The question you should be asking is, “How will you determine my risk tolerance?”
3. “Will you buy only things that go up? I don’t want to lose any money.”
If you are asking this question you may not be suited to take on the risk of investing. The nature of investing is that you will take on short-term volatility in hopes of achieving long-term gains.
A diversified portfolio is designed to reduce risk by not putting all your eggs in one basket. Asset allocation, which simply means spreading your assets among stocks, bonds, cash, and perhaps some alternatives, is key in a diversified portfolio.
If you expect everything to go up in the portfolio you will be disappointed in the end. Not because everything is not up, but because you will want to sell investments that are down and buy more of what is up. This strategy of chasing returns is an almost certain recipe for disaster. The proper move would be to rebalance which is the exact opposite of chasing returns.
Remember, you are not only interviewing the advisor, the advisor is learning about you too. If a good advisor believes that you expect everything to go up and if it doesn’t, you will want to chase returns, he will likely not want to work with you.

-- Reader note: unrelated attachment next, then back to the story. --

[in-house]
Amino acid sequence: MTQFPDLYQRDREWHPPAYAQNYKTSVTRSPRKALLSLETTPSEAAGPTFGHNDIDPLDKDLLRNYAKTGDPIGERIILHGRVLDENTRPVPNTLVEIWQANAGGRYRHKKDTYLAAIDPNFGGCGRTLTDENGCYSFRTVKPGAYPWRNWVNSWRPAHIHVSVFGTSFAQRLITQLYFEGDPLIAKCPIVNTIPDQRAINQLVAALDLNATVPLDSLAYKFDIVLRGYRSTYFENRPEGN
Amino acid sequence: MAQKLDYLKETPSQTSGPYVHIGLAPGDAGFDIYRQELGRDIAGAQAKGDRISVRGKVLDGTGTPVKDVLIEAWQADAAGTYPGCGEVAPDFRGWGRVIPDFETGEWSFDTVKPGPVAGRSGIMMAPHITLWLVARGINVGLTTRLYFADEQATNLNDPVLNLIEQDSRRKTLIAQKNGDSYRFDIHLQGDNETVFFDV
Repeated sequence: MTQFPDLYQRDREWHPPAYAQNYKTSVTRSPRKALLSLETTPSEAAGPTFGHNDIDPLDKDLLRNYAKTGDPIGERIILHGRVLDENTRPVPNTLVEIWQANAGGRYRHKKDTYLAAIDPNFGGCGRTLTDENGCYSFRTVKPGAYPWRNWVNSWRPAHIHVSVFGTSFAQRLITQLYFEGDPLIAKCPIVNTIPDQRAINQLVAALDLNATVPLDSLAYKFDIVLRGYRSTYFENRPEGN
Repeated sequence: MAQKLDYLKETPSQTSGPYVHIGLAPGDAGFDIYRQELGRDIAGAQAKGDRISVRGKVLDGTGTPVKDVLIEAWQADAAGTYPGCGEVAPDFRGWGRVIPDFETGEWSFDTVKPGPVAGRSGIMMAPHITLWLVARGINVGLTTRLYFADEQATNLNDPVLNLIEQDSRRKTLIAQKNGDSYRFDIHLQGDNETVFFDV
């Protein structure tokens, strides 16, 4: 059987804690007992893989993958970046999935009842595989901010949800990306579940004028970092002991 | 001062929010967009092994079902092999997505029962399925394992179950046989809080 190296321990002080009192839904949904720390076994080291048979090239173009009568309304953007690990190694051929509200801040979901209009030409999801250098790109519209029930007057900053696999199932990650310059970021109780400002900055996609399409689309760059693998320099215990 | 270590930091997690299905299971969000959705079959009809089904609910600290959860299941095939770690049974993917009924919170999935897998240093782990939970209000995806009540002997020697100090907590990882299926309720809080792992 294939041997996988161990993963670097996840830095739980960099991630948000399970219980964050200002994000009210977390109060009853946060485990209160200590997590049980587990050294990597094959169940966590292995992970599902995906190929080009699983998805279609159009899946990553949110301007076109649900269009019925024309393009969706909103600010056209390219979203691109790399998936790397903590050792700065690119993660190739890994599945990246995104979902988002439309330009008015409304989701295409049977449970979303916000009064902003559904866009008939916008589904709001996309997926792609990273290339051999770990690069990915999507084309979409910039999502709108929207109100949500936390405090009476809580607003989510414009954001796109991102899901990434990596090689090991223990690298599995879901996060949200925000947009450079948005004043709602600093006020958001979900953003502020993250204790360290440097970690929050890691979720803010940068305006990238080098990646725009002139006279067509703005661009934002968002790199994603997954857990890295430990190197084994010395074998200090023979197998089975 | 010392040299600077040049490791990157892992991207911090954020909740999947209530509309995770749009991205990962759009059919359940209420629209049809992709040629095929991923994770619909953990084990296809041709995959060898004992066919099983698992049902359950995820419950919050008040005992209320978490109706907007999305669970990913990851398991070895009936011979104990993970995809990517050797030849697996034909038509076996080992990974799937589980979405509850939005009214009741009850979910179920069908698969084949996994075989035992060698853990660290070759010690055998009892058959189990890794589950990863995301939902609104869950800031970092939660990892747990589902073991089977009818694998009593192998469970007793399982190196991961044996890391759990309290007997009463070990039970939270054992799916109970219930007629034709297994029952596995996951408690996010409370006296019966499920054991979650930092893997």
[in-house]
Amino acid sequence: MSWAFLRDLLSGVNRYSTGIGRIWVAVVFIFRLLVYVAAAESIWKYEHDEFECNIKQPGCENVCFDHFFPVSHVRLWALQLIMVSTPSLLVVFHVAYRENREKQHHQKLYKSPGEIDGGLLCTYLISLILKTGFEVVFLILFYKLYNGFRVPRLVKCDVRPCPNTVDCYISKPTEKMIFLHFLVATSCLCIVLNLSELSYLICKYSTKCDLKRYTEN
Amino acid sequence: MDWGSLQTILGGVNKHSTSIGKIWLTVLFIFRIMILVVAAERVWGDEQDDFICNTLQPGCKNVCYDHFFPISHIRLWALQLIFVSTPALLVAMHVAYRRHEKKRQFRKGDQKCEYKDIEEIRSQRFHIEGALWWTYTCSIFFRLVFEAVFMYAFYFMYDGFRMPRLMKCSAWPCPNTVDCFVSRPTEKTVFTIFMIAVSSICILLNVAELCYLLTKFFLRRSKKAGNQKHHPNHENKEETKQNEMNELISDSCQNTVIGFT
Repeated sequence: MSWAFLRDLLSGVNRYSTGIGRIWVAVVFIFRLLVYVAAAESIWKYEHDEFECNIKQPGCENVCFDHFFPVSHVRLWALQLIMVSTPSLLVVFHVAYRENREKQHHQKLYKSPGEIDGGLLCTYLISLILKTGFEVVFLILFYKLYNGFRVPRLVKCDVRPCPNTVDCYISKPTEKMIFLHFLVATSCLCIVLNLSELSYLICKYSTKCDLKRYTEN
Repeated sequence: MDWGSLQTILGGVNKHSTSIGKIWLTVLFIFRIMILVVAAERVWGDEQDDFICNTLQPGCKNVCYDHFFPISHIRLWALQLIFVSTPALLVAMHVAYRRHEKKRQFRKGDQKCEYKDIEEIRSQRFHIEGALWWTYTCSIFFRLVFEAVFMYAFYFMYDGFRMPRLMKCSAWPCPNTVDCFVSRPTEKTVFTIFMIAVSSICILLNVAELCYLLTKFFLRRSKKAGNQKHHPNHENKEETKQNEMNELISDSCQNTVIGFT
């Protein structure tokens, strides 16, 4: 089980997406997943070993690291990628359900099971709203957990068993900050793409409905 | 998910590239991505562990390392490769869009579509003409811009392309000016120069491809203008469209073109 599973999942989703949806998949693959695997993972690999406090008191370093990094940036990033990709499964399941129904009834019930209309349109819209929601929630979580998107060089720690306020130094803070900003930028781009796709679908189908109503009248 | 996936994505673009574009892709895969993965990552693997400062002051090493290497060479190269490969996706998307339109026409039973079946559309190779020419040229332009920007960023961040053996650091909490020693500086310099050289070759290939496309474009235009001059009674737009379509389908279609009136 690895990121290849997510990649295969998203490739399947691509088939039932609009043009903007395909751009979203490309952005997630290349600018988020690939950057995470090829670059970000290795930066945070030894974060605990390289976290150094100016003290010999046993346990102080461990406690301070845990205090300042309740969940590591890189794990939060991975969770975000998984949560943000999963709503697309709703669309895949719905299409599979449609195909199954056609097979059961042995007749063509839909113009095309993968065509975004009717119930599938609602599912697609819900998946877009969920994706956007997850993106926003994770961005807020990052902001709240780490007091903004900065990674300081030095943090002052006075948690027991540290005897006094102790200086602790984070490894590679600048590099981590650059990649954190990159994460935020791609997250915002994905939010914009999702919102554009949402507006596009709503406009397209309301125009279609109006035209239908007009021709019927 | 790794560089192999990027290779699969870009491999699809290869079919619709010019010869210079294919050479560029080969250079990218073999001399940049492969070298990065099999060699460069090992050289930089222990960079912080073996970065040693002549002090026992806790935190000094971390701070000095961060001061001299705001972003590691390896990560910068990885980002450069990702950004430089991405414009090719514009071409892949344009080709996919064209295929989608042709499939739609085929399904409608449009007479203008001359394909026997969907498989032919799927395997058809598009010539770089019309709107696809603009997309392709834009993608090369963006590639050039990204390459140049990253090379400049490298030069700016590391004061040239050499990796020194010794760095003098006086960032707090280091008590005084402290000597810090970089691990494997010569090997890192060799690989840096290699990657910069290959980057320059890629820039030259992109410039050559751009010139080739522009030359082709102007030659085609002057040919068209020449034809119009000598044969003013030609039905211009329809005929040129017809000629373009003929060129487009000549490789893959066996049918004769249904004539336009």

A better question to ask is, “Will you have discretion over my investment account?”
4. “When will you suggest I sell out and go to cash? Can you buy me into the market at the very bottom?”
Everyone wants to buy low and sell high thus making the most money. However, that’s not always possible. Sometimes timing is off. That happens all the time in life and the financial markets are no different.
This is a bad question to ask a financial advisor because you are suggesting that you want the advisor to time the market. Jumping from investments to cash and back again is risky business. Sure, it may work out once or twice, but the more likely scenario is that you miss out on hefty market gains. No to mention the potential tax and trading costs.